LRT Norfolk, Virginia — The region's brand-new light rail transit (LRT) system is not only a hit — attracting ridership well above forecast — but, according to a recent (November 2011) poll, approximately 80 percent of Norfolk and Virginia Beach residents "want to see light rail extended", as a Nov. 20th article in the Norfolk Virginian-Pilot newspaper reports.
[Photo: WAVY-TV]

The poll was a project of the Christopher Newport University's Wason Center for Public Policy, which surveyed over 800 residents of Norfolk and Virginia Beach by phone survey in early November. Poll respondents were fivided between the two cities.

The most preferred destinations include "the Oceanfront, Norfolk Naval Station, Town Center in Virginia Beach, Norfolk International Airport and Old Dominion University, in that order" says the paper.

Among Virginia Beach residents, 76 percent said they want rail expanded. Their top choices were for The Tide to go to the Oceanfront and to Town Center. More Beach residents want it at the airport than at Norfolk Naval Station.

Meanwhile, 84 percent of Norfolk residents want more rail, but their top destinations, in order, were the Oceanfront, the Navy base and Town Center.

Quentin Kidd, director of the Wason Center and chairman of the school's government department, expressed his own interpretation of the results to the Norfolk Virginian-Pilot reporter. "What I was most intrigued by was the strength of general support or optimism about light rail" he affirmed.

Light Rail Now! NewsLog
Updated 2012/01/17

More on Norfolk Public Transport Developments

More on Popular Support for Public Transport...

10 January 2012

Light rail project funding gets boost with new federal legislation

Detroit — This beleagured city's prospects for a New Start light rail transit (LRT) project brightened a bit in November, as U.S. President Barack Obama signed a measure that the Detroit Free Press (Nov 20th) reports "will smooth the route to federal funding for the $550-million Woodward Light Rail Project that Detroit wants to build from downtown to 8 Mile...." (8 Mile is an historic geographic boundary around the central city.)

As the newspaper explains, the project "would create a 9-mile light-rail route with 19 stops from the Rosa Parks Transit Center downtown north to the State Fairgrounds. Suburban leaders said they hope to extend the line north to Maple Road in Birmingham."

The office of U.S. Senator Carl Levin (Michigan Democrat) was upbeat, acknowledging that the legislation would "make it easier for Detroit to get funding through the Federal Transit Administration's discretionary New Starts program", according to the Free Press, which notes that the project's promoters are counting on at least $300 million in federal assistance.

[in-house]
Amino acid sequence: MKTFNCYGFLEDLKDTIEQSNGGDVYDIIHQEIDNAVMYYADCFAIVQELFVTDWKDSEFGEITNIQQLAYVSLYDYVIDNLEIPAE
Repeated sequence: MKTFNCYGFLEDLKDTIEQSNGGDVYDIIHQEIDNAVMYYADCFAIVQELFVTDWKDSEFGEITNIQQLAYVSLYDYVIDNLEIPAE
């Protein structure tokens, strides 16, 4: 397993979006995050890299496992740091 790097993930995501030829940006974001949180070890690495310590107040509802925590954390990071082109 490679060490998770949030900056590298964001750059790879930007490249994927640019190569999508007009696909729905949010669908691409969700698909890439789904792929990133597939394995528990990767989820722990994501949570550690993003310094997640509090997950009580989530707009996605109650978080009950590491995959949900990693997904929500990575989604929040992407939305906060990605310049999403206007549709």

Detroit's LRT project has already been awarded $25 million from the U.S. Department of Transportation

According to the paper, "The Obama administration has been a key backer of Detroit's effort to build a light-rail line to focus reinvestment along Woodward, and ultimately help modernize and stabilize the city's transit service."

According to Levin's office, the recent legislation will enable Detroit to use private funds pledged by a group of investors known as the M-1 Rail group. This group, recounts the Free Press, includes "the Kresge Foundation and corporate titans Roger Penske, Dan Gilbert, Peter Karmanos and Mike Ilitch — as a match for federal funding." Because of the city's "dire" financial condition, reports the paper, "Detroit wouldn't be able to come up with the required 40% match without counting the private funding."

Detroit political and civic leaders are also fighting an uphill battle to save the project against the fierce opposition and anti-transit polices of Michigan's extreme rightwing Republican governor, Rick Snyder, and a legislature in the control of Republicans strongly influenced by the far-right Tea Party movement. Using new state legislation, Snyder has been systematically abolishing various local municipal governments and public agency boards, replacing them with "emergency managers" with sweeping powers.

"Detroit Mayor Dave Bing is trying to prevent a state appointment of an emergency manager as the city struggles with enormous budget cuts" reports the Free Press.

"Detroit deserves a world-class transportation system, including light-rail service along the iconic and much-used Woodward corridor" enthused Sen. Levin. "This legislation helps ensure that Detroit residents and visitors will enjoy a full range of transportation options."

Light Rail Now! NewsLog
Updated 2012/01/17

More on Detroit Public Transport Developments